Oman’s stock exchange has fixed a serious router security misconfiguration after months of apparently ignoring the pleas of the researcher who tried to report it.
The technical aspect of this story dates back to a leaked list of 33,138 telnet credentials that appeared on Pastebin last June (telnet being an aging, vulnerable protocol once widely used by admins to manage network systems).
Although it later emerged that only 1,775 of these still worked, one that did was for a Huawei router that belonged to Oman’s Muscat Securities Market (MSM), as Dutch GDI Foundation researcher Victor Gevers discovered.
An enterprise model, this was running a telnet interface accessible with a default password and username of ‘admin’. Anyone finding this would have had admin-level privileges on a key piece of network infrastructure.
“Owning the network’ is a breeze,” Gevers told tech news site, ZDNet.
There’s no evidence that anyone did, but finding it using a port scanner wouldn’t have been a difficult exercise. Once located, default credentials are the first thing an attacker would try.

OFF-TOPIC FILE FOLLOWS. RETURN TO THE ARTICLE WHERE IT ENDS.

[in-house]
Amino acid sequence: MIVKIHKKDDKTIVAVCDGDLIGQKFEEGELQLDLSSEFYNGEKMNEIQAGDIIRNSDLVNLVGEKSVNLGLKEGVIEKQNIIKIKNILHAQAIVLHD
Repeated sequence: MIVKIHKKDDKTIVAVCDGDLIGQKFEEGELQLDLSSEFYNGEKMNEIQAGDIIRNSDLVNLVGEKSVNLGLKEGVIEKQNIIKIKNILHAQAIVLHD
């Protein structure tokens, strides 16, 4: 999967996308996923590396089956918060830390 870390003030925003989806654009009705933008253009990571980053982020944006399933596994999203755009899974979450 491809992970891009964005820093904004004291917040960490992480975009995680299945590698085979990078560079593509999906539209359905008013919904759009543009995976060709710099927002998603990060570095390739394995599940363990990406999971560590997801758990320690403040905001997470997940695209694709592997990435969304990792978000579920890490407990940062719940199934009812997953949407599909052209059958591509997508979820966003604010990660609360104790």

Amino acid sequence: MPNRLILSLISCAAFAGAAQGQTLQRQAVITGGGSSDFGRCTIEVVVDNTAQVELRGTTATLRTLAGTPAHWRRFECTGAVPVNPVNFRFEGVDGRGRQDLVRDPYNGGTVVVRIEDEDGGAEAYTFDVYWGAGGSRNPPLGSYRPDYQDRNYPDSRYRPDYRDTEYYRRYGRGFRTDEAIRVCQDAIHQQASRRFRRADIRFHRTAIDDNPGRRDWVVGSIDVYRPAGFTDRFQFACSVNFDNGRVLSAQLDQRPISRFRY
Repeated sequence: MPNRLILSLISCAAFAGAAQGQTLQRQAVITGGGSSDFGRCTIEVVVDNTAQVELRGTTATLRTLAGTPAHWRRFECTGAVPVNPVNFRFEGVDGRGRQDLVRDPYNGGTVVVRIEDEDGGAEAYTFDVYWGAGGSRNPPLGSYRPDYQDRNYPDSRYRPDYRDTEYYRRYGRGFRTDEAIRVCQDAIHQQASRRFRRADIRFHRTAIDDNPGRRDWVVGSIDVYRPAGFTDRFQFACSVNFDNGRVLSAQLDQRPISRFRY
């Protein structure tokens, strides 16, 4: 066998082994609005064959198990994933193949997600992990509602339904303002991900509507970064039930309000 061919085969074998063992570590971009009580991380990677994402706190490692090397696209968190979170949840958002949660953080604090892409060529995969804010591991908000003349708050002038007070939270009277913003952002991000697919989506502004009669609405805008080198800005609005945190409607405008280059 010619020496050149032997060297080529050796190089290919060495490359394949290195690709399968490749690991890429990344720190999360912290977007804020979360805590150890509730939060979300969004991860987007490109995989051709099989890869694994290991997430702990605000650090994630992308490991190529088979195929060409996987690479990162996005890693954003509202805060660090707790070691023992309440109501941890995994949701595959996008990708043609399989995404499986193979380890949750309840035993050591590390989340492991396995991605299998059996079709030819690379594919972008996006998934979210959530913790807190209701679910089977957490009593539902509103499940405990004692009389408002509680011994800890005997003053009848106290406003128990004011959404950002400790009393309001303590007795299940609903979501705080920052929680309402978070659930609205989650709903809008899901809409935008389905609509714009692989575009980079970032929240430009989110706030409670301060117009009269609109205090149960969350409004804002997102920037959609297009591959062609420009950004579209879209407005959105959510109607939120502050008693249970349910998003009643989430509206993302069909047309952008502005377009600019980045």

Gevers reportedly set about trying to contact the owners of each vulnerable telnet device but, in the case of the Omani Huawei router, failed to get anywhere.
He eventually contacted ZDNet with his story but even their help failed to make any headway.
As ZDNet says:
Several attempts by both Gevers and ZDNet over the past few months to contact Omani authorities and officials at the Omani consulate in New York by phone and email were unsuccessful.
Eventually, in the last few weeks, someone inside MSM noticed the router problem and (most likely) disabled external telnet access completely.
One could extract from this story a moral about treading carefully around things like telnet or changing default credentials, or simply using something more secure such as SSH.
But the even bigger problem in this incident was that the organisation using vulnerable equipment appears to have had no channel to receive bad news.
Security throws up lots of difficult problems but this, surely, should never be one of them.
Source : Naked Security